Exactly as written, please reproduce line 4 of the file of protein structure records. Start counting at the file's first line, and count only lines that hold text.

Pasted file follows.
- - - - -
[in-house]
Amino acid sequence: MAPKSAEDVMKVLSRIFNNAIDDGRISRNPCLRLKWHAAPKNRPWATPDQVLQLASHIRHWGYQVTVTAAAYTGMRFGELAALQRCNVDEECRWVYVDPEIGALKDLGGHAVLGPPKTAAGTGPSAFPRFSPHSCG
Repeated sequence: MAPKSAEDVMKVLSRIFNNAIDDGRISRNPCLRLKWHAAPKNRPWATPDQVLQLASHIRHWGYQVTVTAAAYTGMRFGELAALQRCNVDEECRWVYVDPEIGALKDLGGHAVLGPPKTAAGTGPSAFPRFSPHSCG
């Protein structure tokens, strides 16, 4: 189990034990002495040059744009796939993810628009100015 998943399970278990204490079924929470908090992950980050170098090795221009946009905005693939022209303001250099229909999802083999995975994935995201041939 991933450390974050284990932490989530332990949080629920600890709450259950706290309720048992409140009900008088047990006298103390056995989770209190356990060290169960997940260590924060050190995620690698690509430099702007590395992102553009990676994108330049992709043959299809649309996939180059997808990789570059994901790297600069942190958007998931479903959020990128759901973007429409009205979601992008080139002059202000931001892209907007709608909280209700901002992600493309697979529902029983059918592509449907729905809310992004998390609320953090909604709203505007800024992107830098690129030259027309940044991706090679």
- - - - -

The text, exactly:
């Protein structure tokens, strides 16, 4: 189990034990002495040059744009796939993810628009100015 998943399970278990204490079924929470908090992950980050170098090795221009946009905005693939022209303001250099229909999802083999995975994935995201041939 991933450390974050284990932490989530332990949080629920600890709450259950706290309720048992409140009900008088047990006298103390056995989770209190356990060290169960997940260590924060050190995620690698690509430099702007590395992102553009990676994108330049992709043959299809649309996939180059997808990789570059994901790297600069942190958007998931479903959020990128759901973007429409009205979601992008080139002059202000931001892209907007709608909280209700901002992600493309697979529902029983059918592509449907729905809310992004998390609320953090909604709203505007800024992107830098690129030259027309940044991706090679």